Thursday, Oct. 24, 2013 12:01 am
Growl, woof, woof
Aldermen ponder getting a watchdog
Ward 6 Ald. Cory Jobe wants a watchdog for city hall.
Jobe has proposed hiring an inspector general at a cost of as much as $400,000 per year, but he says details are up for discussion.
“I think we can probably do this for $250,000,” Jobe says. “Look at all the money we’re spending on lawsuits.”
Jobe’s idea, which he says is more concept that concrete, appears to have support from at least two colleagues on the council, Ward 1 Ald. Frank Edwards and Ward 3 Ald. Doris Turner. Jobe says that Ward 10 Ald. Tim Griffin, who could not be reached for comment, is also interested.
“This office would be a great vehicle to assist in identifying and investigating mismanagement, waste and corruption in city government,” Turner wrote in an email.
The city’s last inspector general, who moved on to other duties more than a decade ago, says amen.
“The concept itself, what’s wrong with it?” asks Jim Cimarossa, a former assistant police chief who served as the city’s inspector general under former mayor Karen Hasara. “The bad news is what’s going to make us better.”
Cimarossa’s tenure as inspector general was brief. He recalls Hasara giving him the job in response to police department scandals that included lax procedures in the evidence room and a 1999 tavern fight involving off-duty officers. He lasted about two years before he took on homeland security duties after the 9/11 terrorist attacks, and no one took his place.
Much of his time as inspector general was spent looking into alleged wrongdoing in the police department, Cimarossa recalls, but he also checked out complaints involving such matters as residency violations by employees of other departments. Although he retained the title of assistant police chief, Cimarossa said that inspector general duties consumed most of his time before he took on other tasks.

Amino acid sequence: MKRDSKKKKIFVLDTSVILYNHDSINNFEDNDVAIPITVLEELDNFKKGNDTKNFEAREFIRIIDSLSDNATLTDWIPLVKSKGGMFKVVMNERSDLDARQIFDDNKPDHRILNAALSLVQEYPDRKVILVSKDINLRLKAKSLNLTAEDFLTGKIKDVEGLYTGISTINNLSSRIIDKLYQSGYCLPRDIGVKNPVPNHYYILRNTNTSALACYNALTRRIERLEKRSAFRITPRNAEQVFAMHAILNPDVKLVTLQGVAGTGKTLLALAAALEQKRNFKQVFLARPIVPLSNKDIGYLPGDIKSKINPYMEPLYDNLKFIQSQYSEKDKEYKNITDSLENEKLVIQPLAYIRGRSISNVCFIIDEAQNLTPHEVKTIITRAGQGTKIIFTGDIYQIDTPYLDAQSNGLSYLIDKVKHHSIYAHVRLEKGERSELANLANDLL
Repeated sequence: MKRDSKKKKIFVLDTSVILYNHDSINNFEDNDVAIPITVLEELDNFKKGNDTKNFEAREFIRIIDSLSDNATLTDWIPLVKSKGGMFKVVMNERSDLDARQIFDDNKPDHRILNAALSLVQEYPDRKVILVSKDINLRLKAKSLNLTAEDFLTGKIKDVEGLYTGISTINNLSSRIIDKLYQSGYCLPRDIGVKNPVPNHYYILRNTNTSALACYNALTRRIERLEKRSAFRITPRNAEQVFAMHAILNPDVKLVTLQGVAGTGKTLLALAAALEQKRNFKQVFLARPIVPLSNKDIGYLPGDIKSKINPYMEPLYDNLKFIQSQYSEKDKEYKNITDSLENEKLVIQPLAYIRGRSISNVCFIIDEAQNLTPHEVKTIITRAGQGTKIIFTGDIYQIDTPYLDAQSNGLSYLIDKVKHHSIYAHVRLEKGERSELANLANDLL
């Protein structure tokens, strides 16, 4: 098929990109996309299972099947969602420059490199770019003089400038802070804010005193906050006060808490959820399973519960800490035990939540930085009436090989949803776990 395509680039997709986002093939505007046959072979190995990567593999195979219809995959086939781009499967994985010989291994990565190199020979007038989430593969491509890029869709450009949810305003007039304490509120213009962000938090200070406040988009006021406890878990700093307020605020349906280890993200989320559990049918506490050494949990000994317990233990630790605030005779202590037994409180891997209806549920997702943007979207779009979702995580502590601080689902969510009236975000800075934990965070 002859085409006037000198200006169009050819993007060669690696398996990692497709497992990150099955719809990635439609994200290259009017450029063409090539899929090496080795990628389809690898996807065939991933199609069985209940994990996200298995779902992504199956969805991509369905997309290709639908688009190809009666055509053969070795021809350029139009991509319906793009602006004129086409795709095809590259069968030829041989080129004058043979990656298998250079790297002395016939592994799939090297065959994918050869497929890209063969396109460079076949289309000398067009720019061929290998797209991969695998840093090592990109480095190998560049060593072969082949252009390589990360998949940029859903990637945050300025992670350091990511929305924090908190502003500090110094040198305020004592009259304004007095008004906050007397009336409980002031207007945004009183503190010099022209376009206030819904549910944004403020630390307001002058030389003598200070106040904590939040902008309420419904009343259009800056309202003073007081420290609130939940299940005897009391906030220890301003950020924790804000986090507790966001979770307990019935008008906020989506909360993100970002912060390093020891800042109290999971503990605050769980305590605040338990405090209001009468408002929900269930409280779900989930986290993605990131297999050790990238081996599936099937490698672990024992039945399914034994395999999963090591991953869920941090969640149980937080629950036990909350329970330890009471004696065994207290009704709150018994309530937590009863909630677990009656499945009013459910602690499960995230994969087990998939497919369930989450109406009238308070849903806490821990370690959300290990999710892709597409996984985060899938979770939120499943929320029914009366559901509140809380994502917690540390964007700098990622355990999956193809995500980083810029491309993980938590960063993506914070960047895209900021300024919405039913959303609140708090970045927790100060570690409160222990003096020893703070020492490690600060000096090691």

Jobe’s call for an inspector general comes as the city defends a lawsuit filed by Calvin Christian III, who sued after police shredded internal affairs files that he had requested under the state Freedom of Information Act. The city has admitted that at least one file of dozens requested by Christian was improperly destroyed, but aldermen have said they’re not keen on settling the case.
Edwards said that he believes the city council would be more receptive to settling Christian’s lawsuit if there were an independent investigator who could determine exactly what happened in the shredding matter and make a report to the city council. As it stands now, Edwards said, the council has no way other than a lawsuit to hold officials accountable and learn the truth.
“It’s tragic that we’re spending this kind of money to get the truth when there’s no other mechanism to get the truth,” Edwards said.
Cimarossa says that he believes the shredding would never have happened if the city had an inspector general. He pointed out that the plan to shred was well known within the police department. Someone, he said, would likely have alerted an inspector general had one existed before documents were destroyed.
“Could this have been prevented?” Cimarossa said. “Absolutely, the answer is yes.”
Mayor Mike Houston has said that the facts in the shredding incident will be known when Illinois State Police complete an investigation. But Edwards noted that a 2005 state police report on alleged wrongdoing within the city police department has never been made public.
“Last time we did this, we never got to see the report,” Edwards said. “That was a joke.”
Rather than spend $400,000 on a full-time inspector general, Edwards suggested putting a law firm on retainer.
“I think that’s the discussion we’re having right now,” Edwards said. “We sure don’t want to hire someone who sits around.”
Cimarossa said that he believes that an inspector general could work for the city, but Jobe says that the position should be as independent of city government as possible. Cimarossa also said that an inspector general should report to both the mayor and the city council. Jobe says an inspector general should work for the council.
Jobe said he thinks that an inspector general could be effective without power of subpoena that would compel employees to speak and provide pertinent records, but he acknowledged that he hasn’t worked out details. He said he arrived at the $400,000 price tag after speaking with a consultant who based the figure on a full-time inspector general with at least one assistant.
“I don’t know all the answers,” Jobe said. “I think we should really discuss this. … I think we throw everything on the table. We’ve got to regain the public’s trust.”
Houston is pushing a whistleblower ordinance that calls on employees to expose wrongdoing in city government without fear of retaliation, but the mayor acknowledges that city workers who speak up are already protected by state law.
“This is not designed to replace an inspector general,” Houston said. “In terms of an inspector general, I think that’s something we should talk about and see if that is something that could be done without necessarily spending $400,000 a year to do it.”
Contact Bruce Rushton at firstname.lastname@example.org.